You Probably Have Already Had The Coronavirus Before Now

Where Did It Actually Come From?

For many, this may be the first time they have ever heard the word coronavirus with the emergence of COVID-19 or know very little about coronaviruses.  The club-like spikes (that gives the virus its name) that project from the surface of these Coronaviruses (CoVs) is its main characteristic along with the viruses unusually large RNA genome and its unique replication ability.  Coronavirus causes a variety of disease in mammals such as pigs, cows, camels and birds, and upper respiratory disease in chickens, and potentially lethal human respiratory infections.  The primary carriers of the coronavirus were found to be in bats in China and Camels in Qatar and in Saudi Arabia where it then began to make its jump to other species (pigs and birds) and to humans via primarily dromedary camels.

Since the 1960's human coronaviruses (HCoV's) were discovered and known to be responsible for a large number of common colds (Did You Know FACT: there are several viruses that cause the cold and flu) and many mild and upper respiratory tract infections (HCoV229E and HCoV OC43).  More serious respiratory diseases, i.e. pneumonia, bronchitis and bronchiolitis primarily in elderly people, immunosuppressed patients, and especially young children and neonates have been linked to HCoV.  These viruses have also been involved in infections caught in a hospital setting that has shown resistance to antibiotics (nosocomial viral infections).  This was the case with 2002-2003, China outbreak of SARS-associated coronavirus that led to the discovery of a new coronavirus (SARS-CoV); severe acute respiratory syndrome coronavirus; and again with the outbreak of MERS-associated with coronavirus (MERS-CoV); Middle East respiratory syndrome coronavirus; in 2012 in Saudi Arabia and other Middle East countries and again in a larger outbreak in Korea in 2015. 

For years, until the emergence of SARS-CoV and MERS-CoV, human coronaviruses; HCov's; were not detrimental and were mild with the exception of the more severe bronchial infections that affected the more susceptible adults, young children, and infants.  With the COVID-19 pandemic, I hope COVID-19 brings to light the need to better control the spread of the cold and flu and it simply starts with us and easy preventative measures. 

Is There Treatment For Coronaviruses?

As of today, there is no treatment or vaccine available to treat or cure HCoV infections.  In my personal opinion, I do not see a cure in the next twelve months as the press has reported, however, I do see more progress in the form of a shot, much like that of the flu.  Keep in mind that this virus is still evolving and to come up with a cure or preventative shot (similar to that of the flu) is still some time away and the first few will be very experimental with subsequent shots being a guessing game.  Much like the flu shot still is today.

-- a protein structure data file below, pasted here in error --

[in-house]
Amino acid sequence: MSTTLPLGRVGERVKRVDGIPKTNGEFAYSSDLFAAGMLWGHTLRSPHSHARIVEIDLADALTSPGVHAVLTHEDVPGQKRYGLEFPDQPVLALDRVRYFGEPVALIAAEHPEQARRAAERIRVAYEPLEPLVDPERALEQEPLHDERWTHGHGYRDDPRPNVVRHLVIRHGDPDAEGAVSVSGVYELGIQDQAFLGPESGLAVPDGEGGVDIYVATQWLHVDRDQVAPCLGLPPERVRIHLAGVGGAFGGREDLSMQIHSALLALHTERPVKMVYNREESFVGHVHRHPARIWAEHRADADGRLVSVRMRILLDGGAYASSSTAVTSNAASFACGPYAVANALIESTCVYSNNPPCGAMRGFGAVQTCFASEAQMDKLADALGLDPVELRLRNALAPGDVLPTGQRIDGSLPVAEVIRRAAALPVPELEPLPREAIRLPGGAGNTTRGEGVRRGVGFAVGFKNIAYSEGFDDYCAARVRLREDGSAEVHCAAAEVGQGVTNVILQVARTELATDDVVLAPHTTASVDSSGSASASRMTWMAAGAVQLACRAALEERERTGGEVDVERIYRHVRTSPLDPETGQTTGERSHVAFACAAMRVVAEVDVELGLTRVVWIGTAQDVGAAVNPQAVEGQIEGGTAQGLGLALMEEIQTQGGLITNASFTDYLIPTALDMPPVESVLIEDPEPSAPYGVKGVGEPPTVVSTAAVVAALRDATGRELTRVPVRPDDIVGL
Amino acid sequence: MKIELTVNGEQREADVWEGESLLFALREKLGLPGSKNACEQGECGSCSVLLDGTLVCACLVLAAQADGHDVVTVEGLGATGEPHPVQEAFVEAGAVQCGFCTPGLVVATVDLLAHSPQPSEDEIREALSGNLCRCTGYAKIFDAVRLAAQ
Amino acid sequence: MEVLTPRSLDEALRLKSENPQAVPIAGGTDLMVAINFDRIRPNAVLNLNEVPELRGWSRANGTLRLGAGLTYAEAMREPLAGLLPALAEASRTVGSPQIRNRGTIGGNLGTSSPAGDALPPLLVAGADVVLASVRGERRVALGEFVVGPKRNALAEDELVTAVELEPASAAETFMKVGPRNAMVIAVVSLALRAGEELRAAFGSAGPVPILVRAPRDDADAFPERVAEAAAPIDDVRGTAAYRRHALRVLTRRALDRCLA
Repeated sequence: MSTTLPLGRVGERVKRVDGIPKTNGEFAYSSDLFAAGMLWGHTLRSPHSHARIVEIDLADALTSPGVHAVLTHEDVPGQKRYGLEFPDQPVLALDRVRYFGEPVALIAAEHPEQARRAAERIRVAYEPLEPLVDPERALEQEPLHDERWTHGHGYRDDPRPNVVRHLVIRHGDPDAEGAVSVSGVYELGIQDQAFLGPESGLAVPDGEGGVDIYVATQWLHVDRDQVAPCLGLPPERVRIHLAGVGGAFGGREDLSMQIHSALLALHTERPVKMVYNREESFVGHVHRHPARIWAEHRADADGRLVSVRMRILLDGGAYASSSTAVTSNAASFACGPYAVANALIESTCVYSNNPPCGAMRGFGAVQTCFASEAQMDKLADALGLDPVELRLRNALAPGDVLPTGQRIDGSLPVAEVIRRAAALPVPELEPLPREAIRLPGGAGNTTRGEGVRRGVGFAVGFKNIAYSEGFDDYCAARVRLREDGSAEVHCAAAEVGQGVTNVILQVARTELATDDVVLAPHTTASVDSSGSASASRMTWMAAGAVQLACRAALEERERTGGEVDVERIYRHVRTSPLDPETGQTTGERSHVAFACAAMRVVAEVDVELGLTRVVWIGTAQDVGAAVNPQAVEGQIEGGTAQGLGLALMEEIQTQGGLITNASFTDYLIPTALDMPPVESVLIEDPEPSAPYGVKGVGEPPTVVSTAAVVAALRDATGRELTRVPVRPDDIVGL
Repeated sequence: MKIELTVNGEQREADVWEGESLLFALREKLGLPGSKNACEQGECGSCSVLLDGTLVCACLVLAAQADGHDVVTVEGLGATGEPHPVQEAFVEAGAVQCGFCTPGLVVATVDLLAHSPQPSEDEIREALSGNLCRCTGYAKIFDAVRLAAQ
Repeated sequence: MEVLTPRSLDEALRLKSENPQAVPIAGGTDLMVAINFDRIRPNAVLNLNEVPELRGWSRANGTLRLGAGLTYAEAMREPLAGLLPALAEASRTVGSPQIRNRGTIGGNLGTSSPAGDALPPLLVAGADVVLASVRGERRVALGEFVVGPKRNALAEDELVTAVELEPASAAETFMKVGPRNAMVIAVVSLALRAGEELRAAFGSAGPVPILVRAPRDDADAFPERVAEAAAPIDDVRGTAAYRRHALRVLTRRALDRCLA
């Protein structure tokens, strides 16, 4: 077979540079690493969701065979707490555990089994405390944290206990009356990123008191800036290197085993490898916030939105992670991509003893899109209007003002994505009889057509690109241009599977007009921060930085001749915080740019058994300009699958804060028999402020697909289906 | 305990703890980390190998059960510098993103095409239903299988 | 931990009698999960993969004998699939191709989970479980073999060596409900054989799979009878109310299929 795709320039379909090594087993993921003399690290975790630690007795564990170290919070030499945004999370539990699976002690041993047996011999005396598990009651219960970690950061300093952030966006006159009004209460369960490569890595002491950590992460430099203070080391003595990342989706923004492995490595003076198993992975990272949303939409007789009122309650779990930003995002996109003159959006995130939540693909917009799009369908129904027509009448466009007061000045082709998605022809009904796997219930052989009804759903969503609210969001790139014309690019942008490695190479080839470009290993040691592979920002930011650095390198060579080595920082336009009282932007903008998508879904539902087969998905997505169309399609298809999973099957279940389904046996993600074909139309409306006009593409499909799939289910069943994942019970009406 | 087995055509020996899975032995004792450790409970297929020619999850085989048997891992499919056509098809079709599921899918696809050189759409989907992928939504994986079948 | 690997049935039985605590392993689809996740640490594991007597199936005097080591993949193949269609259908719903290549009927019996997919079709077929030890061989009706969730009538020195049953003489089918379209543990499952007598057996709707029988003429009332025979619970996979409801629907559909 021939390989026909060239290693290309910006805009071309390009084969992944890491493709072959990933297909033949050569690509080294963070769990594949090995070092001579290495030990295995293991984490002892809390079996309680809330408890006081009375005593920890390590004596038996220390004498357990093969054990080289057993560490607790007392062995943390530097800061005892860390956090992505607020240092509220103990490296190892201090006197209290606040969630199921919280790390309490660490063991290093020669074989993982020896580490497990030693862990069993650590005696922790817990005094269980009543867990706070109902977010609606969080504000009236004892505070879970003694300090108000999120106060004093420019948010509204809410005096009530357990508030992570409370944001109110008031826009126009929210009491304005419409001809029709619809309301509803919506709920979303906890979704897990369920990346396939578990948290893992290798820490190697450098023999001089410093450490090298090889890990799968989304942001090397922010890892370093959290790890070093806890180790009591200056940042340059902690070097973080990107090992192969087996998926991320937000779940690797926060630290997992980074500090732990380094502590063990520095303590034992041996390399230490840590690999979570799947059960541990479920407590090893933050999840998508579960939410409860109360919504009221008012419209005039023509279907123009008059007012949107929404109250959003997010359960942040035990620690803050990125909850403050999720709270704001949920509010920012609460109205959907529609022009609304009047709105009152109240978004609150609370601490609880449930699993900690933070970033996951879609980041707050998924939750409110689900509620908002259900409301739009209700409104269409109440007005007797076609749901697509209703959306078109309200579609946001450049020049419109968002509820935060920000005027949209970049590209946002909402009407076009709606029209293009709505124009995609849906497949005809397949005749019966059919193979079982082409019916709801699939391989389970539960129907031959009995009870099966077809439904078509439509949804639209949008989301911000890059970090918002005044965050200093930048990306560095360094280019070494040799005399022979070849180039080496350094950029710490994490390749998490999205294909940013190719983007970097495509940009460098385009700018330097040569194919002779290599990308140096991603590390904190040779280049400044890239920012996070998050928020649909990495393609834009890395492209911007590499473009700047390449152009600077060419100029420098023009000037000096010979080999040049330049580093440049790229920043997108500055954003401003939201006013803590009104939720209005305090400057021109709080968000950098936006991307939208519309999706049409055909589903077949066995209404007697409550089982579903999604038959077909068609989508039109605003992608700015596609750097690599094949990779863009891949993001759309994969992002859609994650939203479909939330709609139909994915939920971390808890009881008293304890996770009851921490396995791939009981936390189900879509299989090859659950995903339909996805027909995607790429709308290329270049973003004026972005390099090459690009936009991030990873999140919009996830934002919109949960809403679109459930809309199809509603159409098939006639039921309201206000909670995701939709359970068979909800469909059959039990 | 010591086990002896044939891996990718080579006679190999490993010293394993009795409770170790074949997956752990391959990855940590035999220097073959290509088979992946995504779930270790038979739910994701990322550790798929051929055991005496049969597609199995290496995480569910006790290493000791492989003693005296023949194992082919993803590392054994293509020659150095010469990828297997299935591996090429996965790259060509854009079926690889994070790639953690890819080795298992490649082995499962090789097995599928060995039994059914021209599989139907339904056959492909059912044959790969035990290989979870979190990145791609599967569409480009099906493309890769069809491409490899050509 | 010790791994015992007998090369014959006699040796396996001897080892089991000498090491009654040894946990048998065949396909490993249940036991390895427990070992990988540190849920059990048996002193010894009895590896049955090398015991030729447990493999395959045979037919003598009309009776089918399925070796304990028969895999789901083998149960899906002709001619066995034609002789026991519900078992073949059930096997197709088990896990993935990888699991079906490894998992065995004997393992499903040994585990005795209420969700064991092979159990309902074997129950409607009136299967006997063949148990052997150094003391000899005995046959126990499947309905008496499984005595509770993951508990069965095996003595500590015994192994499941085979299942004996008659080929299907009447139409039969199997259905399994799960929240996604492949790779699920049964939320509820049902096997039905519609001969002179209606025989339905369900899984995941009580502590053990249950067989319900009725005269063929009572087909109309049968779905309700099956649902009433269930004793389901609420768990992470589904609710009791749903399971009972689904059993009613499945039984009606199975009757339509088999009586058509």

DID YOU KNOW FACT:  The predictions of the severity of flu season and the development of the flu shot is based on the patterns of the northern hemisphere.  Australia will be hit with the cold and flu before it reaches the states and Europe.  This is why the flu shot is a guessing game and is anywhere between 10% to 70% effective as the flu can mutate and change as it did in 2017-18 that created a pandemic.

Will Cold Temperatures Kill The Coronavirus Off?

The human coronavirus (HCoV) has some resistance to environmental factors in that it can live in a larger range of conditions (temperature and humidity) however, this does not mean it's impervious to it.  What has been learned is that that one form of HCoV aerosolized (airborne) was found to survive very well in temperatures of 68 degrees Fahrenheit and 50% relative humidity.  Higher levels of humidity seemed to be less favorable to the survival rate of HCoV unless the temperature dropped to 43 degrees Fahrenheit and regardless of the rate of relative humidity.  The high survival rate of this common coronavirus, HCoV, ranged from 39 oF to 98.6 oF (survival was for at least 2 hrs at 98.6 oF).  The reduction of this virus was noted in environmental temperatures of  68 oF with at least 50% to 70% relative humidity present and in temperatures below 39 degrees Fahrenheit regardless of humidity.   With this information, in my opinion, the COVID-19 has the perfect conditions at this time of year to thrive.  I believe we all will see a reduction as temperatures increasing over 68 oF and have from at least 50% to 80% relative humidity present.